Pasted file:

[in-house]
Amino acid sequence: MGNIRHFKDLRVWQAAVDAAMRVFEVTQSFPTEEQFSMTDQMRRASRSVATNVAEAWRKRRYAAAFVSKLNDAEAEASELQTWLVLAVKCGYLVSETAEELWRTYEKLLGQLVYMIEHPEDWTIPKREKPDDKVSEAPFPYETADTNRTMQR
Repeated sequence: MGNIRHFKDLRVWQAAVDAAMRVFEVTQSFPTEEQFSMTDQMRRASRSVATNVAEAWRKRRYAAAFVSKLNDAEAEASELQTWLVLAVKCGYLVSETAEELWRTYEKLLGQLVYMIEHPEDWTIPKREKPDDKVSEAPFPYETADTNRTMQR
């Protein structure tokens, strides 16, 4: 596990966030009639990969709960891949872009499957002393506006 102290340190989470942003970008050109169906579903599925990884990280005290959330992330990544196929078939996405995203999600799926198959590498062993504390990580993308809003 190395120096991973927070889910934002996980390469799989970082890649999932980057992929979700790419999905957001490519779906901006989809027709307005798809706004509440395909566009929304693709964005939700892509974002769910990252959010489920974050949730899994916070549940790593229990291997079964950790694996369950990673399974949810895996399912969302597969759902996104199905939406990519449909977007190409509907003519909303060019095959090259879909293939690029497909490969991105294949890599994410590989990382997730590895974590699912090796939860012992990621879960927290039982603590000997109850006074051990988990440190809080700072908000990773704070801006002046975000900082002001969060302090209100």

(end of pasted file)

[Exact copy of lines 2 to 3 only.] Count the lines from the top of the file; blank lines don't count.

Amino acid sequence: MGNIRHFKDLRVWQAAVDAAMRVFEVTQSFPTEEQFSMTDQMRRASRSVATNVAEAWRKRRYAAAFVSKLNDAEAEASELQTWLVLAVKCGYLVSETAEELWRTYEKLLGQLVYMIEHPEDWTIPKREKPDDKVSEAPFPYETADTNRTMQR
Repeated sequence: MGNIRHFKDLRVWQAAVDAAMRVFEVTQSFPTEEQFSMTDQMRRASRSVATNVAEAWRKRRYAAAFVSKLNDAEAEASELQTWLVLAVKCGYLVSETAEELWRTYEKLLGQLVYMIEHPEDWTIPKREKPDDKVSEAPFPYETADTNRTMQR